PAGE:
PARIS — There were no poignant handshakes with veterans. Military parades were canceled. Wreaths were laid, but with appropriate social distancing.
European nations commemorated the 75th anniversary of the end of World War II on the continent in novel ways on Friday, with ceremonies and public events now paused. Citizens were encouraged to honor the day — a national holiday in some places — at home. And while closeness may have marked previous commemorations, distance, masks and hand sanitizers played a part in the celebrations this year.
Seventy-five years ago in Berlin, German military officials signed the instrument of surrender, ending nearly six years of conflict in Europe that saw hundreds of millions face occupation, forced displacement and persecution. Estimates vary, but at least 70 million people died globally in the war, which continued in Asia for a few more months, an overwhelming majority of them civilians. Among them were the six million Jews and millions of others killed systematically by the Nazi regime, many of them in concentration camps across Europe.
On May 8, 1945, tens of thousands of people filled the streets of Britain, France and other victorious European countries. For others, in Poland, the Baltic States and countries of Eastern Europe, the date marked the beginning of another period of domination, this time by the Soviet Union.
On Friday, the places that once erupted in joy, like the Avenue des Champs-Élysées in Paris or Trafalgar Square in London, remained mostly empty. The World War II veterans who are thanked by leaders every May 8 in emotional moments broadcast on national television were forced to stay home. The coronavirus pandemic has killed nearly 120,000 people across Europe, mostly from older generations.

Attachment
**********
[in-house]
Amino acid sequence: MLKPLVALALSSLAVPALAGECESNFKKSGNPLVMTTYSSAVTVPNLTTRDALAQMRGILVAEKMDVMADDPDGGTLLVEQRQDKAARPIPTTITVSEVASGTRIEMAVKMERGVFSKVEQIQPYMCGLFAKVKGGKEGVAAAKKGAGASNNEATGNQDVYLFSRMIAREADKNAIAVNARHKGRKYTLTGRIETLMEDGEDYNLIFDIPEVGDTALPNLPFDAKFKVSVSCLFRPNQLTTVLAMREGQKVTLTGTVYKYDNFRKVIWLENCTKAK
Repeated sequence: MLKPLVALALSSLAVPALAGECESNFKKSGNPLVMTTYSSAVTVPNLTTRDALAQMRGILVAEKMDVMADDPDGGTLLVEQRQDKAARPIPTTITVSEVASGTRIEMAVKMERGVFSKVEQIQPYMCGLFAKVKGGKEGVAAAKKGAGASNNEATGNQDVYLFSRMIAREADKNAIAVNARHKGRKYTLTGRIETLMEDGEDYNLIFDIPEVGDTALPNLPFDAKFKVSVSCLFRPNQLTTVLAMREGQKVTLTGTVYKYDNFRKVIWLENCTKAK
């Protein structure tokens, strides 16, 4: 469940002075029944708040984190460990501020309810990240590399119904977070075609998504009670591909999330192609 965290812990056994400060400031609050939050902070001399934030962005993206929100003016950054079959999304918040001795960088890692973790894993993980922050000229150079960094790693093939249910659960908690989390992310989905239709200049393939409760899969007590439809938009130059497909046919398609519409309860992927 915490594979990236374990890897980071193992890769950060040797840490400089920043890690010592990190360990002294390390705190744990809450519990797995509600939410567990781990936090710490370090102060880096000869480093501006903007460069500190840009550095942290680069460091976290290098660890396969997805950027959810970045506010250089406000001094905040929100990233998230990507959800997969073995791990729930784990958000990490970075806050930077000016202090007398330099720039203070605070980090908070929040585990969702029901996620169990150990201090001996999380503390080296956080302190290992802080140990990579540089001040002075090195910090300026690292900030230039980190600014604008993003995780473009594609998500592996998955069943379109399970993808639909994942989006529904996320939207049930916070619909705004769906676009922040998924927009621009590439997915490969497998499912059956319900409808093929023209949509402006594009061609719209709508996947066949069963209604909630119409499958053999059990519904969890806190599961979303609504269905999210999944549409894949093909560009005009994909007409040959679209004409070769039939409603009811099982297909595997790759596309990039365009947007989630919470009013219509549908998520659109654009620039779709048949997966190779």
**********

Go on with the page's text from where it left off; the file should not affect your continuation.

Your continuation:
In Britain, the national moment of remembrance included the jets of the Royal Air Force’s Red Arrows flying over Buckingham Palace in London. People paused for a two-minute silence, and at home they were invited to stand and raise their glass in a toast as the BBC broadcast a speech from Winston Churchill, the wartime prime minister.
A speech from Queen Elizabeth II will be broadcast at 9 p.m., exactly 75 years after her father, George VI, addressed the nation at the same hour. It will be the queen’s second address since the beginning of the coronavirus pandemic, weeks after she urged Britons to pull together even as they were forced to maintain their distance.
Among the heroes that Britain celebrated was Capt. Tom Moore, 100, who served in India and Burma during World War II, and who last month helped raise 30 million pounds, or about $37 million, for the country’s National Health Service.
The official death toll of the coronavirus in Britain is now more than 30,000, higher than that of any other country in Europe.
In France, President Emmanuel Macron oversaw commemorative ceremonies in Paris, without the crowds that usually gather to watch, and without the French leader’s traditional walk up the Champs-Élysées to review troops.
The handful of participants — ministers, politicians and military officials — stood conspicuously far apart as the national anthem rang out underneath the Arc de Triomphe, where Mr. Macron laid a wreath at the tomb of the unknown soldier. After writing some words of tribute, Mr. Macron sanitized his hands.
Mr. Macron had been scheduled to attend a victory parade in Moscow on Saturday, but the Russian authorities canceled the event. The French president also called upon his fellow citizens to hang the national flag from their windows and balconies to celebrate while staying at home.